Drydock Number One, Norfolk Naval Shipyard

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Drydock Number One, Norfolk Naval Shipyard
DrydockNumber1.jpg
Drydock Number One, Norfolk Naval Shipyard is located in Virginia
Drydock Number One, Norfolk Naval Shipyard
Drydock Number One, Norfolk Naval Shipyard is located in the US
Drydock Number One, Norfolk Naval Shipyard
Location Norfolk Naval Shipyard, Portsmouth, Virginia
Coordinates 36°49′14″N 76°17′35″W / 36.82056°N 76.29306°W / 36.82056; -76.29306Coordinates: 36°49′14″N 76°17′35″W / 36.82056°N 76.29306°W / 36.82056; -76.29306
Area 2 acres (0.81 ha)
Built 1827
Architect Unknown
NRHP Reference # 70000862
VLR # 124-0029
Significant dates
Added to NRHP February 26, 1970[2]
Designated NHL November 11, 1971[3]
Designated VLR December 2, 1969[1]

Drydock Number One, Norfolk Naval Shipyard is the oldest operational drydock facility in the United States. Located in Norfolk Naval Shipyard in Portsmouth, Virginia, it was put into service in 1834, and has been in service since then. Its history includes the refitting of the USS Merrimack, which was modified to be the Confederate Navy ironclad CSS Virginia. It was declared a National Historic Landmark in 1971.[3][4]

Description and history[edit]

Drydock Number One is located on the west side of the central branch of the Elizabeth River. It measures 319.5 feet (97.4 m) in length, and is built of Massachusetts granite, stepped to allow access to and bracing of ships under repair. Stairs at the land end provide access to the various levels.[4] The drydock can accommodate a maximum vessel length of 291.6 feet (88.9 m) with a 39.33-foot (11.99 m) beam. Depth is 30 feet (9.1 m). the dock can be dewatered in 40 minutes and flooded in 90 minutes.[5]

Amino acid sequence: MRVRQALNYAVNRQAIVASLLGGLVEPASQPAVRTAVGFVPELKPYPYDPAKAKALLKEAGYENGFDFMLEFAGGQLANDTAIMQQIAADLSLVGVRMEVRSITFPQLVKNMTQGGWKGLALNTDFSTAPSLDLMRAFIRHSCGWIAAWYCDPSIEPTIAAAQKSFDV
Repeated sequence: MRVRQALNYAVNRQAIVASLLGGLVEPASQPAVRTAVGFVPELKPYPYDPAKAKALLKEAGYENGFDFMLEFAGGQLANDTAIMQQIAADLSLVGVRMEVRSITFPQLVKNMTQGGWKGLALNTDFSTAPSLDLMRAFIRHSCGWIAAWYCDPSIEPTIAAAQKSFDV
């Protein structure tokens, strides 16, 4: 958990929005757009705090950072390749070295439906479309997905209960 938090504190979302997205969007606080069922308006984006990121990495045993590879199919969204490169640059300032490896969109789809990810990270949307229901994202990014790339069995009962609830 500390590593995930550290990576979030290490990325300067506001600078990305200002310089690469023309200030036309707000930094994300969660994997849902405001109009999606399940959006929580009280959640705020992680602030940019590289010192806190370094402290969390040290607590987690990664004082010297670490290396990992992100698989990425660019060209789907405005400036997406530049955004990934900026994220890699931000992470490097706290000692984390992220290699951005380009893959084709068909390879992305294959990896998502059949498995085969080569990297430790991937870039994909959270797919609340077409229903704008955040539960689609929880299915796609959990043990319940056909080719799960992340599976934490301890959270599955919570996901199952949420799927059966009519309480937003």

The drydock was built between 1827 and 1834, and cost $974,365.65, a very high price at that time.[4] It may have been designed by Loammi Baldwin, Jr., then the Navy's superintendent of drydocks, and its construction was overseen by William P. S. Sanger, a civil engineer.[6] The drydock was first used in June 1833, when the USS Delaware was drydocked for recommissioning, the first time a large vessel was drydocked in the United States.[4] During the American Civil War the shipyard was taken over the Confederate Navy, and it was here that the USS Merrimack was modified to become the ironclad CSS Virginia.[4] It is now primarily used for service craft.[5]

See also[edit]

References[edit]

  1. ^ "Virginia Landmarks Register". Virginia Department of Historic Resources. Retrieved 19 March 2013. 
  2. ^ National Park Service (2007-01-23). "National Register Information System". National Register of Historic Places. National Park Service. 
  3. ^ a b "Drydock Number One, Norfolk Naval Shipyard". National Historic Landmark summary listing. National Park Service. Retrieved 2008-04-08. 
  4. ^ a b c d e Staff, Virginia Historic Landmarks Commission, James W. Moody, Jr., Director (November 18, 1969). "National Register of Historic Places Inventory-Nomination: Drydock Number One, Norfolk Naval Shipyard" (pdf). National Park Service.  and Accompanying four photos of this and Drydock Number Four, from 1984 and undated (32 KB)
  5. ^ a b "Unified Facilities Criteria: Drydocking Facilities Characteristics" (PDF). U.S. Navy. 19 June 2003. Retrieved 21 October 2011. 
  6. ^ "All Hands, October 1975" (PDF). United States Navy. Retrieved 2016-01-25.